I thought after that game that Zico could learn a lot by watching JEF United. He could learn about organisation, team discipline and attacking rhythm, and about the job of each player within the team.

He could see how the team moved as one unit, and when one player left his position, another would cover him.

Osim has his admirers in the JFA. Of course he does, as anyone who studies coaching cannot help but be impressed with what they see from JEF United.

But I still think it is too early to talk about Japan's next head coach.

The Asian Cup in China in July-August will decide Zico's future.

And maybe Osim's, too.


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Mboma gives fatherly advice to Morimoto

8 Apr 2004(Thu)

It's no wonder that 15-year-old striker Takayuki Morimoto is being called the "Japanese Ronaldo" after bursting on to the J.League scene this season with Tokyo Verdy 1969.

With his shaven head, tall frame and quick-step running style, he looks a lot like a younger, slimmer Ronaldo.

He plays a bit like him, too, although by now Ronaldo would have scored five or six goals in three appearances for Verdy.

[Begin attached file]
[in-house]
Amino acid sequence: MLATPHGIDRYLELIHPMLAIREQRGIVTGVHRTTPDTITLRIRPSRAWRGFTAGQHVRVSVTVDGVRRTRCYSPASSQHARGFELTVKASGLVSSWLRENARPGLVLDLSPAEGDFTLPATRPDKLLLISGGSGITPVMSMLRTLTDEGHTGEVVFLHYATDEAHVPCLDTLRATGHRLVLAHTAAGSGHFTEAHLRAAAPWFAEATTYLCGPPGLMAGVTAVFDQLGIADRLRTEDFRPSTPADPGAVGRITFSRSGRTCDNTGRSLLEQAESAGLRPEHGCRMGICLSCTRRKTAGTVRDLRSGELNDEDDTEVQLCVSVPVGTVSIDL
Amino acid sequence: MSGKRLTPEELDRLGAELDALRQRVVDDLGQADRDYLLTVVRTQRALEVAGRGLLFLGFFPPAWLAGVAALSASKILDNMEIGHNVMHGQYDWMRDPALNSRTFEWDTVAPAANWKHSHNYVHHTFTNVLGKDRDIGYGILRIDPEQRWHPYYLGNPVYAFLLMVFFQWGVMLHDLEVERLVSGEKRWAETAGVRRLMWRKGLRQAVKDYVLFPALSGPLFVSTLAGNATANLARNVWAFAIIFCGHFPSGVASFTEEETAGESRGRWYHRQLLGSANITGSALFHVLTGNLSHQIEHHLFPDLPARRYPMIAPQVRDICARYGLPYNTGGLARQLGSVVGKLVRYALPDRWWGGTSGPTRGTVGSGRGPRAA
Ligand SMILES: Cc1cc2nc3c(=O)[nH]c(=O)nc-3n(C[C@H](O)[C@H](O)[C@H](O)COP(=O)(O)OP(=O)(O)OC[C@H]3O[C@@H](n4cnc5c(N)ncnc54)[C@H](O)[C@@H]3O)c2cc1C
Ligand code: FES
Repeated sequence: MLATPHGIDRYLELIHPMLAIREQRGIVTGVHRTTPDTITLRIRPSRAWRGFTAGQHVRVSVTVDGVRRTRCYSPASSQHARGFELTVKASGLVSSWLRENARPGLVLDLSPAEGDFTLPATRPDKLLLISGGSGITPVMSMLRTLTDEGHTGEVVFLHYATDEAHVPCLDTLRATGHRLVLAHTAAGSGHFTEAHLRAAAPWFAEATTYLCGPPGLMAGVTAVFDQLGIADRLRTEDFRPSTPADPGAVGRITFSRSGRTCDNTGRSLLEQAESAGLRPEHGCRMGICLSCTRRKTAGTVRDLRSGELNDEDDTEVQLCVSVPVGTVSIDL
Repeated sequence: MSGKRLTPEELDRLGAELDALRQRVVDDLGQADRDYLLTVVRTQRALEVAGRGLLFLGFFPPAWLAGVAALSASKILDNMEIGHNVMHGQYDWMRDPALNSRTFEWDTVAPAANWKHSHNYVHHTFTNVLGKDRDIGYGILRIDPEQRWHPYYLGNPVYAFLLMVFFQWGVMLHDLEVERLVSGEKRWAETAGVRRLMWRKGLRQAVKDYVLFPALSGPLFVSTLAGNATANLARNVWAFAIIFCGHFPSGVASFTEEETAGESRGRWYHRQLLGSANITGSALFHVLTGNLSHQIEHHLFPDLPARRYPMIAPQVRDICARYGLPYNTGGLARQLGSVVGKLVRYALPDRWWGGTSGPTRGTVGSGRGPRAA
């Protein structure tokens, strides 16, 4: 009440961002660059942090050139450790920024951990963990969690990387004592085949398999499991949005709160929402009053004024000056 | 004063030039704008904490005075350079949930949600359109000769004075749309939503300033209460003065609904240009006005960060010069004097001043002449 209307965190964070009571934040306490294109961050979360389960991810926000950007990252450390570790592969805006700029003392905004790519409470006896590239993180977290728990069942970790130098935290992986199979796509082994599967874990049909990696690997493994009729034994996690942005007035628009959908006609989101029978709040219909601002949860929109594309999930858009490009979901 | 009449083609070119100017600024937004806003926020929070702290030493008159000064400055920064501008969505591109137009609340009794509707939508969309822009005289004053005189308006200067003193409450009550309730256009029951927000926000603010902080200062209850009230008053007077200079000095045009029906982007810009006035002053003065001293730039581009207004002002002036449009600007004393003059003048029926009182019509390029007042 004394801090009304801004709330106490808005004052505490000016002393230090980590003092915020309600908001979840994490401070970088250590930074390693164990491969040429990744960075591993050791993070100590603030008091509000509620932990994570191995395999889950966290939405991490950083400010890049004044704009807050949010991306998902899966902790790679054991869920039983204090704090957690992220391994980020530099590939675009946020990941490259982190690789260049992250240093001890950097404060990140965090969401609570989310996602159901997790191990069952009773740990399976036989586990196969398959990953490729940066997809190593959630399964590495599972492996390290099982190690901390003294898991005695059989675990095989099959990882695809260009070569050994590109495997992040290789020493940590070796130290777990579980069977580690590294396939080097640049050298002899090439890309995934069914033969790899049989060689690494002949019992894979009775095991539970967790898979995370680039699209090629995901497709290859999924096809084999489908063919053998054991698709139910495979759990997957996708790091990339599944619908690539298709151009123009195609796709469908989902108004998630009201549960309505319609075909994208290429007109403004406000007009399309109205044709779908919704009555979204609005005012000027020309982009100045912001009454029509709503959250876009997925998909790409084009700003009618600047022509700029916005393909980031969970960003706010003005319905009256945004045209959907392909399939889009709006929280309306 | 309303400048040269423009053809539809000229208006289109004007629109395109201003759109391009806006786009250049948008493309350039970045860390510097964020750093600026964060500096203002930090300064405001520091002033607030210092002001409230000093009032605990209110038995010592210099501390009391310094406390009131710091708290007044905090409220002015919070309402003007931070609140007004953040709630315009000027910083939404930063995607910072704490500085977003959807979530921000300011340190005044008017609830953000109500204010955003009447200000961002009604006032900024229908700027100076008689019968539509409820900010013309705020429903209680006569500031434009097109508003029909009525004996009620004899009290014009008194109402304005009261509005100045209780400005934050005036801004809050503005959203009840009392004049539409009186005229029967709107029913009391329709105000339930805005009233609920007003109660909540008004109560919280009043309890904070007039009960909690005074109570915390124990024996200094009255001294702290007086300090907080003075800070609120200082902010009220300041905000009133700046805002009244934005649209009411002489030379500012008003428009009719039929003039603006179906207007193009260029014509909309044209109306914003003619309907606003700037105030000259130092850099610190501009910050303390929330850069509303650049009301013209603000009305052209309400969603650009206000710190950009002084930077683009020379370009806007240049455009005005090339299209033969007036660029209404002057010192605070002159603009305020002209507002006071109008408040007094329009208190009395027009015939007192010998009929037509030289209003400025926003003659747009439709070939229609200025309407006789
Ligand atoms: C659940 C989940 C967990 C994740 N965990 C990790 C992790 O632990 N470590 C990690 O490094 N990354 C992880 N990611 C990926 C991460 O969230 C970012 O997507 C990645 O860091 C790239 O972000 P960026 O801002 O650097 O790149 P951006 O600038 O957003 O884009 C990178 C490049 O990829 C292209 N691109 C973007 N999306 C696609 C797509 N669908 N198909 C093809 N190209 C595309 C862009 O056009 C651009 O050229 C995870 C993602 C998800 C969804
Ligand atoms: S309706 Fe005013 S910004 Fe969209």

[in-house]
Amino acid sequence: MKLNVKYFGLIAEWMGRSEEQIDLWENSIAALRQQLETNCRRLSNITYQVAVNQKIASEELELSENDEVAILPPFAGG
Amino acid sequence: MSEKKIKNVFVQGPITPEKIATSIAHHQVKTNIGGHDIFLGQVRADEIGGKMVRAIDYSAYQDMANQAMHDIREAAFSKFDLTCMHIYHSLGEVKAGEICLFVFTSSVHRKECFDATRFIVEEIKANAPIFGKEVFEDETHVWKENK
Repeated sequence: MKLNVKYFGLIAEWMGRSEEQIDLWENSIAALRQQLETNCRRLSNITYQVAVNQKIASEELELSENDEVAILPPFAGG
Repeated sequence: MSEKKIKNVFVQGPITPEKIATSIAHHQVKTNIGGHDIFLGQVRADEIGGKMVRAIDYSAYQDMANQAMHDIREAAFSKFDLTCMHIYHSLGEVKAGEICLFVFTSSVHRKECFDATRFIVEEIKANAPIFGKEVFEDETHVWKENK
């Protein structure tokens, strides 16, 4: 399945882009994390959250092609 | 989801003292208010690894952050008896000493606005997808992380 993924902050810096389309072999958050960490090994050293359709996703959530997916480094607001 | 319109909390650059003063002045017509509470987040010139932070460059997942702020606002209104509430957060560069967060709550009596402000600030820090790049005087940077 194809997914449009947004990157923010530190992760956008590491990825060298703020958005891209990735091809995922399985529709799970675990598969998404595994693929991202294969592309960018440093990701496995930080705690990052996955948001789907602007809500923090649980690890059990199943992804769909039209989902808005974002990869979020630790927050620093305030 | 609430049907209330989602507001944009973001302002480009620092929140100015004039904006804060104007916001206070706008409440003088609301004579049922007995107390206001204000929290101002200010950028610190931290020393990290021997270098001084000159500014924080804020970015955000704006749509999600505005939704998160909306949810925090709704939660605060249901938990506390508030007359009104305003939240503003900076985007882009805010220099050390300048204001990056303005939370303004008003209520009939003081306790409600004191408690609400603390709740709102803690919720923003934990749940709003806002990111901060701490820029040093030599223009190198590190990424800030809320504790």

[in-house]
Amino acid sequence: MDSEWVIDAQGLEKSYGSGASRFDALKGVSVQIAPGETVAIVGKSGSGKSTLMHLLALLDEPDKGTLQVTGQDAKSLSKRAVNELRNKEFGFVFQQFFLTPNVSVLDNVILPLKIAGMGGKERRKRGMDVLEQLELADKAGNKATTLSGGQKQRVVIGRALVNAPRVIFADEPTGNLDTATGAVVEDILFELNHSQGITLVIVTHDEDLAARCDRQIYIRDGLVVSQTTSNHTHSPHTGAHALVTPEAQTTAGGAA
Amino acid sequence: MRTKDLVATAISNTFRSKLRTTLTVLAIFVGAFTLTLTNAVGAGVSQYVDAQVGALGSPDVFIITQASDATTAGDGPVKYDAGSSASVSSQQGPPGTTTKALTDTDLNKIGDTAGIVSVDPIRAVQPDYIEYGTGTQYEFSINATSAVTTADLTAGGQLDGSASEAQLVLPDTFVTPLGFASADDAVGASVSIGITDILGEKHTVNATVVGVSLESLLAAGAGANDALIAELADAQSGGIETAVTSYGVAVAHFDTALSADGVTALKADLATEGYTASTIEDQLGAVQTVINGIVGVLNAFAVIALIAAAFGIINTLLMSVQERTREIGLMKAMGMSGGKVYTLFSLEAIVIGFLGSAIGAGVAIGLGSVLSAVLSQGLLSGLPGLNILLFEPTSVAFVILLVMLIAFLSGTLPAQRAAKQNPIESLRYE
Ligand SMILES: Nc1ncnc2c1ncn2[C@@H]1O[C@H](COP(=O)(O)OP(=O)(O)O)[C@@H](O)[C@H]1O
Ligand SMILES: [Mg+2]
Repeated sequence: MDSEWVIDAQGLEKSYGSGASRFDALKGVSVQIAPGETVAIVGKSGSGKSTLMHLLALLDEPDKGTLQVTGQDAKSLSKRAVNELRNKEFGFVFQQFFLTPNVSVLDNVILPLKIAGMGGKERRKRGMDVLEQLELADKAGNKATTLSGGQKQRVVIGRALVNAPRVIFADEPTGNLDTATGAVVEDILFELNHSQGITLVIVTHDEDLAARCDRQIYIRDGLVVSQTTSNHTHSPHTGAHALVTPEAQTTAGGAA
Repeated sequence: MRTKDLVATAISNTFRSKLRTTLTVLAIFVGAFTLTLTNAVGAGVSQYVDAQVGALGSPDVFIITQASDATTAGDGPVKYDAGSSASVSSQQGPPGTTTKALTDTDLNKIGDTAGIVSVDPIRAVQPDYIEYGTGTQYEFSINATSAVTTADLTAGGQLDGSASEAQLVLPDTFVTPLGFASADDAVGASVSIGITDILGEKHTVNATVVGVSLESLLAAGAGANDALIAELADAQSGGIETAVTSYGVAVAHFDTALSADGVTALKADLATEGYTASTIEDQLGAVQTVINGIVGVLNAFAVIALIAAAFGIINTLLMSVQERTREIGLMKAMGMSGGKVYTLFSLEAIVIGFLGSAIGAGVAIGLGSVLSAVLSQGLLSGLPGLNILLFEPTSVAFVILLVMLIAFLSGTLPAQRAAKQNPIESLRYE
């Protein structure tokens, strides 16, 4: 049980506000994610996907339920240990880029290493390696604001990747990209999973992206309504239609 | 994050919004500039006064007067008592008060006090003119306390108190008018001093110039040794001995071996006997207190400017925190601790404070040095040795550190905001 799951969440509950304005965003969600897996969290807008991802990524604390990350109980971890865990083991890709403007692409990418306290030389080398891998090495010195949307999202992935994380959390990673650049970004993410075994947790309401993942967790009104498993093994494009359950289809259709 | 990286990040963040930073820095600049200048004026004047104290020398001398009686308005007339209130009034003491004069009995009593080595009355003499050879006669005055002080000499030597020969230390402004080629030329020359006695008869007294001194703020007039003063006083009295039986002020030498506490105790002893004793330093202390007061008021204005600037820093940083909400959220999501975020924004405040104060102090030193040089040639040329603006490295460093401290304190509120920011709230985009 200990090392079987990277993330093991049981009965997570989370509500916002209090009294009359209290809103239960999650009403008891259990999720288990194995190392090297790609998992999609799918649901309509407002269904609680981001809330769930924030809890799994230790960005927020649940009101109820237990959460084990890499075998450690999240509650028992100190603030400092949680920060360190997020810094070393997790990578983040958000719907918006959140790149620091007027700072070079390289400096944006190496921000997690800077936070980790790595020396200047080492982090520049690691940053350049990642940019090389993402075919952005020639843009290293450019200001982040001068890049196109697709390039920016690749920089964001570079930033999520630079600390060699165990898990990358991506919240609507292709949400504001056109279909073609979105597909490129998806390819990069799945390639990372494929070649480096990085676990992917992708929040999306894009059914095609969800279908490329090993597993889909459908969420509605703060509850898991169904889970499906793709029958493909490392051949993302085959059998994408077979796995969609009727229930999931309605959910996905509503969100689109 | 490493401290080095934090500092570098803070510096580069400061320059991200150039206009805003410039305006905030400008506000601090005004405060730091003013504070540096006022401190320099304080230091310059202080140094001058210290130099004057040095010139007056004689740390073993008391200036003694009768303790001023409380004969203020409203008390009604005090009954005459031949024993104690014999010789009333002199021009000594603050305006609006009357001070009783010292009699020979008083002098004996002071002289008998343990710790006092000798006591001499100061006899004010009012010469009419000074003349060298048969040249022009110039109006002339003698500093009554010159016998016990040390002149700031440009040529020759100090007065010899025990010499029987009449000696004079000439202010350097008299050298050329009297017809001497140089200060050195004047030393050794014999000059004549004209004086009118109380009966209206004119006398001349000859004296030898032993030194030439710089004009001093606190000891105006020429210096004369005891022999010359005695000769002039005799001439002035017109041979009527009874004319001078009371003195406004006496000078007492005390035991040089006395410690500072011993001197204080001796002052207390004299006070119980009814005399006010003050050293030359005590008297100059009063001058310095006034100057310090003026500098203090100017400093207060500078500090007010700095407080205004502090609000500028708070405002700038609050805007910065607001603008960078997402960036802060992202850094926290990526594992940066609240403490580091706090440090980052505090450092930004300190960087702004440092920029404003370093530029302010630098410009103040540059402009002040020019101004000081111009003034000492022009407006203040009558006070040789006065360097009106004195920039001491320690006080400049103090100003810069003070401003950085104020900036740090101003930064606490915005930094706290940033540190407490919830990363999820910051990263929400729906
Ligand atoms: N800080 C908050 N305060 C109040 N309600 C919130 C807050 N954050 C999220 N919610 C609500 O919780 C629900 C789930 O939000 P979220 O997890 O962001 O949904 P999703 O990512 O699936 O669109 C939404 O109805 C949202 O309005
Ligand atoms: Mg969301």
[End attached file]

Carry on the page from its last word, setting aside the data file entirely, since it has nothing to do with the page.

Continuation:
I saw Morimoto play for the first time in the flesh, so to speak, against FC Tokyo at Ajinomoto Stadium on Saturday.

Like most people, I liked what I saw.

He is strong and fast, like Ronaldo. He can beat his defender easily with his quick feet, like Ronaldo. And he knows where the goal is, like Ronaldo.

Unlike Ronaldo, though, Morimoto's shots have been saved. This is, of course, not a criticism of Morimoto, because he looks extremely promising for a teenager. It is just to highlight why Ronaldo is known as "The Phenomenom," because he is truly an amazing talent.

After Saturday's game I had a chat with Morimoto's rather more experienced strike partner, the 33-year-old father-of-five Patrick Mboma.

Patrick was already 17 years old when Morimoto was born, but still a long way from the respected figure he is today in African and world football.